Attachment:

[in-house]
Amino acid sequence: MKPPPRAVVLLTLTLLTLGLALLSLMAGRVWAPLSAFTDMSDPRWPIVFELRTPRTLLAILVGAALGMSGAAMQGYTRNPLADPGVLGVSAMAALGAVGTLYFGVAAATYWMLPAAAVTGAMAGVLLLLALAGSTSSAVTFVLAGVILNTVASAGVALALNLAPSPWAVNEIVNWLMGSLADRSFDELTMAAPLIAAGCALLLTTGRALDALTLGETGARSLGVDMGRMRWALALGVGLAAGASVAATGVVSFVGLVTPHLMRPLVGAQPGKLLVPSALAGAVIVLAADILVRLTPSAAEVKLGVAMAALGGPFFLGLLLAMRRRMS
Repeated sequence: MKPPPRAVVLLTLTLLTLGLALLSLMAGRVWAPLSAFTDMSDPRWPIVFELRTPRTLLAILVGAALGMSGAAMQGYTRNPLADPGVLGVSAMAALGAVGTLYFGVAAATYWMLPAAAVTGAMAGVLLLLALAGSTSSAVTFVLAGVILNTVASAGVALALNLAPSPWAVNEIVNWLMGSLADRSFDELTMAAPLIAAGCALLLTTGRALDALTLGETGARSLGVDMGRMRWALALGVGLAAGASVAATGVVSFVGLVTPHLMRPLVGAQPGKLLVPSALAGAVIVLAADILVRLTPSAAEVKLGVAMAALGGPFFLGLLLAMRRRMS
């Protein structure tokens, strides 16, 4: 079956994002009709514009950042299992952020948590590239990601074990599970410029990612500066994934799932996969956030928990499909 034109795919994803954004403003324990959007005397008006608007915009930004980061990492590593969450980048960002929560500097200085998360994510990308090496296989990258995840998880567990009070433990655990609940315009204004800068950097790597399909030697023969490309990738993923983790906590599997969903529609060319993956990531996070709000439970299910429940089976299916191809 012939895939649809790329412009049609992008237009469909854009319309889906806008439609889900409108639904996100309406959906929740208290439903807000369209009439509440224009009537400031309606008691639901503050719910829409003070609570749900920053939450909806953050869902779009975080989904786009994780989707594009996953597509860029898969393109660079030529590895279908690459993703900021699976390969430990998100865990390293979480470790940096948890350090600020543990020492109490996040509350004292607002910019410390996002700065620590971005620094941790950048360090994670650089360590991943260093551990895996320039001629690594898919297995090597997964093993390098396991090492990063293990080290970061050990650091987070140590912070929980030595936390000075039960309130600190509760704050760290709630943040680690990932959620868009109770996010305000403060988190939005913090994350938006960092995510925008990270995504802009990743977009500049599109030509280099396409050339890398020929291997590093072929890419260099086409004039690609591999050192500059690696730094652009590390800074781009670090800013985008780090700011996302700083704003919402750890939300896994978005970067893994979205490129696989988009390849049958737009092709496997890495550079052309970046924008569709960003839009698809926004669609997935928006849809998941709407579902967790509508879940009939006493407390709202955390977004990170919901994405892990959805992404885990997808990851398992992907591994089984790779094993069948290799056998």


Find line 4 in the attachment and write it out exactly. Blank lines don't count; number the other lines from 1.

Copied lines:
């Protein structure tokens, strides 16, 4: 079956994002009709514009950042299992952020948590590239990601074990599970410029990612500066994934799932996969956030928990499909 034109795919994803954004403003324990959007005397008006608007915009930004980061990492590593969450980048960002929560500097200085998360994510990308090496296989990258995840998880567990009070433990655990609940315009204004800068950097790597399909030697023969490309990738993923983790906590599997969903529609060319993956990531996070709000439970299910429940089976299916191809 012939895939649809790329412009049609992008237009469909854009319309889906806008439609889900409108639904996100309406959906929740208290439903807000369209009439509440224009009537400031309606008691639901503050719910829409003070609570749900920053939450909806953050869902779009975080989904786009994780989707594009996953597509860029898969393109660079030529590895279908690459993703900021699976390969430990998100865990390293979480470790940096948890350090600020543990020492109490996040509350004292607002910019410390996002700065620590971005620094941790950048360090994670650089360590991943260093551990895996320039001629690594898919297995090597997964093993390098396991090492990063293990080290970061050990650091987070140590912070929980030595936390000075039960309130600190509760704050760290709630943040680690990932959620868009109770996010305000403060988190939005913090994350938006960092995510925008990270995504802009990743977009500049599109030509280099396409050339890398020929291997590093072929890419260099086409004039690609591999050192500059690696730094652009590390800074781009670090800013985008780090700011996302700083704003919402750890939300896994978005970067893994979205490129696989988009390849049958737009092709496997890495550079052309970046924008569709960003839009698809926004669609997935928006849809998941709407579902967790509508879940009939006493407390709202955390977004990170919901994405892990959805992404885990997808990851398992992907591994089984790779094993069948290799056998």